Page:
The only new instruction in Football Manager 19 is the “play for set pieces” instruction. This option does exactly what you might expect, it encourages players to attempt to win corners, free kicks and throw-ins so as to allow the team to bring tall and powerful players forward these dead-ball situations.

(2) The transitional phase

An entirely new screen to the tactical interface is the transitional phase screen. In this screen, you can select the various options that impact the team during its transitional phases from offence to defence or vice versa. The goalkeeper distribution options are not new to that, the real eye-catchers here are the other two options, which determine how the team responds when the ball is won or lost respectively.

The first screen essentially determines the way the team presses. Pressing is basically moving your players into a position where they can generate pressure on the opposing team with the intent of getting the ball. The keyword here is “intent.” This makes the difference between the two options.

When your team is pressing, they are actively trying to win the ball from the opposing side by moving out of position and/or actively disrupting the formation of the opposing team. The “Counterpressing” option basically generates this effect. If a team moves close but their intent is not to win the ball but merely to contain the opposing team, that is not pressing, that is what the “Regroup” option does. Your team’s intention is to defend their own goal by stopping them from getting into positions where they can take a shot, without actively trying to win the ball.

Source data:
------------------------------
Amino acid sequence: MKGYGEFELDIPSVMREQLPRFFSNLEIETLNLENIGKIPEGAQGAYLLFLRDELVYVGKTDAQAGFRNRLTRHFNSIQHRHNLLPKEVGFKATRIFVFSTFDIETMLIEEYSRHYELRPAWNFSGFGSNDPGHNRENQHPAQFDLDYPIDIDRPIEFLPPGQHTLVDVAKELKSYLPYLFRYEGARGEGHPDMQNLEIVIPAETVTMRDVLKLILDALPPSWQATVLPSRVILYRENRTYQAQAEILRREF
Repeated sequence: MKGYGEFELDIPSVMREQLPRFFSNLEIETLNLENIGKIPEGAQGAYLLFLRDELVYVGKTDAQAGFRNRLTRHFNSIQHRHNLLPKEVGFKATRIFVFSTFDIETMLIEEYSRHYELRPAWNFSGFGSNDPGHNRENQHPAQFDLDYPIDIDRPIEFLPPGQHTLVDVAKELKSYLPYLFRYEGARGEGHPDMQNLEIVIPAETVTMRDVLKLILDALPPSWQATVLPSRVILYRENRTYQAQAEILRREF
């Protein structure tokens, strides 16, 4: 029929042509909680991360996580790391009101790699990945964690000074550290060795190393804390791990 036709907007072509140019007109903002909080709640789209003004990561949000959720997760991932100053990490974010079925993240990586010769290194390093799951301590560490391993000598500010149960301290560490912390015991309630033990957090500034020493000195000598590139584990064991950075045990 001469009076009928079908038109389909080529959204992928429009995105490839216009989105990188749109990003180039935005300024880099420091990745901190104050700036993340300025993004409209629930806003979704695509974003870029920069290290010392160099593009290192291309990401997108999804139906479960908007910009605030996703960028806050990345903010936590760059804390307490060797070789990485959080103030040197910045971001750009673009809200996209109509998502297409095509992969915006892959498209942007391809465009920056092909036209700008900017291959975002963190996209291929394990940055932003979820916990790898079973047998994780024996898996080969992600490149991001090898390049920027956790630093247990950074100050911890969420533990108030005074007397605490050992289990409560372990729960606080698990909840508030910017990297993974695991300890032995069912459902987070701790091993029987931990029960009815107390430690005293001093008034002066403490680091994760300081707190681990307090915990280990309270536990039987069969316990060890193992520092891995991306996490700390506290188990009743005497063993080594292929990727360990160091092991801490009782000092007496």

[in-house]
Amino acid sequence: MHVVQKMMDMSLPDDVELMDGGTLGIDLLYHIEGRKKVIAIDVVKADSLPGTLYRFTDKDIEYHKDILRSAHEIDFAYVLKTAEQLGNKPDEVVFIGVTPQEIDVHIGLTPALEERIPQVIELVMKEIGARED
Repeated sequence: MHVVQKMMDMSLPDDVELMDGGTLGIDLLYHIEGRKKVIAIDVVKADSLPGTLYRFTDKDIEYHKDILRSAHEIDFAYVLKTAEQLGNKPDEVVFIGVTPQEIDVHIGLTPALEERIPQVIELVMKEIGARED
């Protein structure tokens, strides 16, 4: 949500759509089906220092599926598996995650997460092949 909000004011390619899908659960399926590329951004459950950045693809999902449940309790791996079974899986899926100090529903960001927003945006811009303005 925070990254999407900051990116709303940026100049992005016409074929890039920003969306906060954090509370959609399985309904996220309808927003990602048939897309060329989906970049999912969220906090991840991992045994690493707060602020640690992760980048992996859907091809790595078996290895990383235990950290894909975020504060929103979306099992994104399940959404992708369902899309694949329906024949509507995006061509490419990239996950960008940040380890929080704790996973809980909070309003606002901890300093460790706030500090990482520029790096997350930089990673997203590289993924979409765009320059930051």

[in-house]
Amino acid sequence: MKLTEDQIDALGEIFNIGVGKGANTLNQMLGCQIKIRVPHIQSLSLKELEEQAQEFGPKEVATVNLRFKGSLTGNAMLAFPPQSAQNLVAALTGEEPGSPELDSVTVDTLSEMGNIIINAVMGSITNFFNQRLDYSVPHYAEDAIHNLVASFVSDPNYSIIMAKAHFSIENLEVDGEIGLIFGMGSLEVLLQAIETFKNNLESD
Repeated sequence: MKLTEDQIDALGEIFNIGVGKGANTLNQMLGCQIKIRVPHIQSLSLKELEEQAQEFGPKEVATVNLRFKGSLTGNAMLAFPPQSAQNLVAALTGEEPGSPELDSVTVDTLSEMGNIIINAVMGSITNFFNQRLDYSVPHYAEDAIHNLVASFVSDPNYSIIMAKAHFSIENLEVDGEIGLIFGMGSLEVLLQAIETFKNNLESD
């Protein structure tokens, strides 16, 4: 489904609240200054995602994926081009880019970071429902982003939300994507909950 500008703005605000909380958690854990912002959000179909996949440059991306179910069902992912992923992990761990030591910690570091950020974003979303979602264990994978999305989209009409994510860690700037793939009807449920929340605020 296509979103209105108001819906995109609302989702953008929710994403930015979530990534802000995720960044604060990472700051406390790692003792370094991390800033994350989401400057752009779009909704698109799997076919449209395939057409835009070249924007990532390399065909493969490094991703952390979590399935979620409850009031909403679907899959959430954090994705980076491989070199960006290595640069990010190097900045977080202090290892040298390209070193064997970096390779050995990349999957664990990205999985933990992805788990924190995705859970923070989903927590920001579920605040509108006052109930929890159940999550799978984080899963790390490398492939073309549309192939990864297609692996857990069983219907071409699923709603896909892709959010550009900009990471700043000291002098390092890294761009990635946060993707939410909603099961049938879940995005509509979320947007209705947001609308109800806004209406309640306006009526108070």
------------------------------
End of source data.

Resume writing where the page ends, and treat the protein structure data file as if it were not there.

Similarly, when you win the ball, the second screen determines how the team carries on such a situation, again with “intent” being the keyword. The “Counter” option will ask your players to immediately go on the attack after winning possession, trying to use the transitional phase the opposing team has to undergo to their advantage. “Hold shape” will result in a more considered and patient approach, keeping the ball and retaining formation before building another attack.

(3) The defensive phase

During the defensive phase, it is all about what your team does out of possession.  This includes setting your defensive line and how you intend to mark and tackle. These are the options we have always had in Football Manager and these options have not disappeared from the game. Additionally, we can now set the line of engagement for the system you want to replicate: closing down space between the lines and sticking together is now in our control.

The changes to the defensive phase in Football Manager 2019 allows for a deeper tactical thought process.  For instance, you may want to play pragmatically…a style like the Catenaccio tactic of the 1960s, full of rock-solid defensive instructions which remain at the heart of some Italian approaches.  Or your defensive approach may be to press urgently from higher up the pitch, suffocating the opposition and try to camp all twenty outfield players in the opposing half.

Determining where and how your players engage their opposition is now much easier to control for a human manager compared to older versions of the game. Instead of tinkering with the team mentality, defensive line and various opposition instructions, you have much more direct control over the harassing of opposition players in terms of where on the pitch you want your players to engage their opponents.